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Publications archive - Biodiversity


Key departmental publications, e.g. annual reports, budget papers and program guidelines are available in our online archive.

Much of the material listed on these archived web pages has been superseded, or served a particular purpose at a particular time. It may contain references to activities or policies that have no current application. Many archived documents may link to web pages that have moved or no longer exist, or may refer to other documents that are no longer available.

Threat Abatement Plan for Predation by the European Red Fox

Biodiversity Group Environment Australia, 1999
0 642 2546320

Executive Summary

The European red fox is an adaptable and elusive predator and scavenger which, despite vigorous control efforts, is now common throughout most of the southern half of mainland Australia. There is abundant evidence that predation by foxes is a major threat to the survival of native fauna. Small to medium-sized ground-dwelling mammals and ground-nesting birds, many of which are endangered or vulnerable, are at greatest risk.

‘Predation by the European red fox’ is listed as a key threatening process under Schedule 3 of the Commonwealth Endangered Species Protection Act 1992 (the Act). The Act requires the preparation and implementation of a threat abatement plan to nationally coordinate management of the impact of fox predation on wildlife.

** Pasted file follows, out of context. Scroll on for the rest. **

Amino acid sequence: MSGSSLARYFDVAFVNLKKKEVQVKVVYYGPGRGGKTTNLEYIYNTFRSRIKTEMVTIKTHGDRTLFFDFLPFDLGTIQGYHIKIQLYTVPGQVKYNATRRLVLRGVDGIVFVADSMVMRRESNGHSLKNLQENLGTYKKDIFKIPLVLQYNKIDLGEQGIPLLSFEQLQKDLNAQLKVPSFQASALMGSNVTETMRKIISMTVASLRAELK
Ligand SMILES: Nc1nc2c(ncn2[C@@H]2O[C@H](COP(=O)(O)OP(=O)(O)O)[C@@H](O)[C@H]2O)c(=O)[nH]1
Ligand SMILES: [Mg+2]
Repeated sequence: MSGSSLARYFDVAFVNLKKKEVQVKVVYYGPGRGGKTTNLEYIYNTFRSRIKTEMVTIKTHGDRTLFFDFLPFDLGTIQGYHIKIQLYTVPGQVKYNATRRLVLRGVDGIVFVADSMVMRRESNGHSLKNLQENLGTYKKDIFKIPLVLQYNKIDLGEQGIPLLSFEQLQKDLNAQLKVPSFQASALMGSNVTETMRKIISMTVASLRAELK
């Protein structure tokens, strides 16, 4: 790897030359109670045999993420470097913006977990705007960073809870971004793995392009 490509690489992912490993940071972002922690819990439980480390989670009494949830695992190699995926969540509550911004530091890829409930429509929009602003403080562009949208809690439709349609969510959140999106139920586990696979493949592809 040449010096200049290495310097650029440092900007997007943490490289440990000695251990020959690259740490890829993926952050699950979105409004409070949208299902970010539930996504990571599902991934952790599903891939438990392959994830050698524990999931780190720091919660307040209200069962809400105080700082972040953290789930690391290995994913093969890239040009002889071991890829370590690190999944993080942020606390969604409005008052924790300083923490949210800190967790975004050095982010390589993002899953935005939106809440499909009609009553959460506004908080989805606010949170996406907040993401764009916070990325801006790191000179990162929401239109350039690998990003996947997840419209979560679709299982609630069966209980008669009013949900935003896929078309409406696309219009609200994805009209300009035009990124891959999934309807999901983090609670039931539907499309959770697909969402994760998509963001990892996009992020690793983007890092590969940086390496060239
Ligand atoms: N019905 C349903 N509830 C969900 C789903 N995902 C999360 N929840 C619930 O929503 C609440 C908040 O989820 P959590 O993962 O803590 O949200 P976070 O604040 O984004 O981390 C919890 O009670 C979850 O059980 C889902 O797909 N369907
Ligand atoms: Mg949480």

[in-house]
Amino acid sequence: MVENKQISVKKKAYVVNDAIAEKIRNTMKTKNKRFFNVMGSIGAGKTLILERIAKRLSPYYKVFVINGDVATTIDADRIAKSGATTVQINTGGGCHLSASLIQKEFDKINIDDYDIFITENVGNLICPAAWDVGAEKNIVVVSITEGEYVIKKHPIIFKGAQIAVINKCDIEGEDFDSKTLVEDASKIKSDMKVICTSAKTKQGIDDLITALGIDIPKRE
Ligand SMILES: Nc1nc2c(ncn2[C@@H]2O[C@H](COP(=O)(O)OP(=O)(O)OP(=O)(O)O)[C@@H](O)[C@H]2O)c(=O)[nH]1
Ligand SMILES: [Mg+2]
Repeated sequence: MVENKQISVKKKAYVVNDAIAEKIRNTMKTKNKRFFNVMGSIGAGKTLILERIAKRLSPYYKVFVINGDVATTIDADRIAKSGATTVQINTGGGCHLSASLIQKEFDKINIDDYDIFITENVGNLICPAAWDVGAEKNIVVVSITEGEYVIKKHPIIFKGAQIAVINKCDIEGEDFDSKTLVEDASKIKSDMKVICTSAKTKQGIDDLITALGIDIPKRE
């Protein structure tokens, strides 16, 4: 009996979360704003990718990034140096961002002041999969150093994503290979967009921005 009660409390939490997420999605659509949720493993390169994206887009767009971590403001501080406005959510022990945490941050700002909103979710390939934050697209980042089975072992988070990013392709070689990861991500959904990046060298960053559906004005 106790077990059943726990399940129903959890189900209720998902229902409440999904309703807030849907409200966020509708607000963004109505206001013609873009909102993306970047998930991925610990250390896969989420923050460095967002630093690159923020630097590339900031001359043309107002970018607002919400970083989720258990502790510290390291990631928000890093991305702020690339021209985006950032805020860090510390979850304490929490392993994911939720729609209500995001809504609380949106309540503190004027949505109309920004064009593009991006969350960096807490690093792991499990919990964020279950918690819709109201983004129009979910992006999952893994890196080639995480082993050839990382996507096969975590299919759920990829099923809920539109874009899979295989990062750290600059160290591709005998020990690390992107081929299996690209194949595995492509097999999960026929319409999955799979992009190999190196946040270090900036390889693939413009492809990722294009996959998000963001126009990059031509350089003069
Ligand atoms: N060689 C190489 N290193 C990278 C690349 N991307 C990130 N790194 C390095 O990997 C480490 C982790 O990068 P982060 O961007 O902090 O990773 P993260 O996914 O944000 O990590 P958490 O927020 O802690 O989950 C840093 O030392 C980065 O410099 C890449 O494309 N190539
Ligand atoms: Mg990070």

Eradication of foxes on the mainland is not possible but there are effective methods for reducing fox numbers and predation on wildlife in significant areas. The plan aims to reduce the impact of fox predation on native wildlife over a five-year period by:

  • implementing fox control programs in specific areas of high conservation priority;
  • encouraging the development and use of innovative and humane control methods for fox management;
  • educating land managers and relevant organisations to improve their knowledge of fox impacts and ensure skilled and effective participation in control activities; and
  • collecting and disseminating information to improve our understanding of the ecology of foxes in Australia, their impacts and methods to control them.

The strategy advocated in the implementation and further development of this threat abatement plan involves the use of conventional methods such as baiting and fencing to control foxes in manageable areas critical to threatened species conservation. In implementing these controls close links will be established with species recovery plans, other threat abatement plans and with existing State programs. Animal welfare issues will be specifically addressed during the application of conventional control methods. Measures will also be implemented to ensure that foxes do not become established on important islands which are currently fox free.

The five-year life of this plan is seen as consolidating and coordinating the long-term process of managing fox impacts on native fauna. The main priority during this period is to support on-ground control programs necessary to ensure recovery of endangered species.

Fox control will have to continue for the foreseeable future and the costs of control will be significant. This plan therefore establishes a framework which will enable the best use to be made of resources. The Commonwealth contribution to implementation of the plan will be delivered primarily through the programs of the Natural Heritage Trust.

Published June 1999 by Environment Australia under the Natural Heritage Trust.

Commonwealth of Australia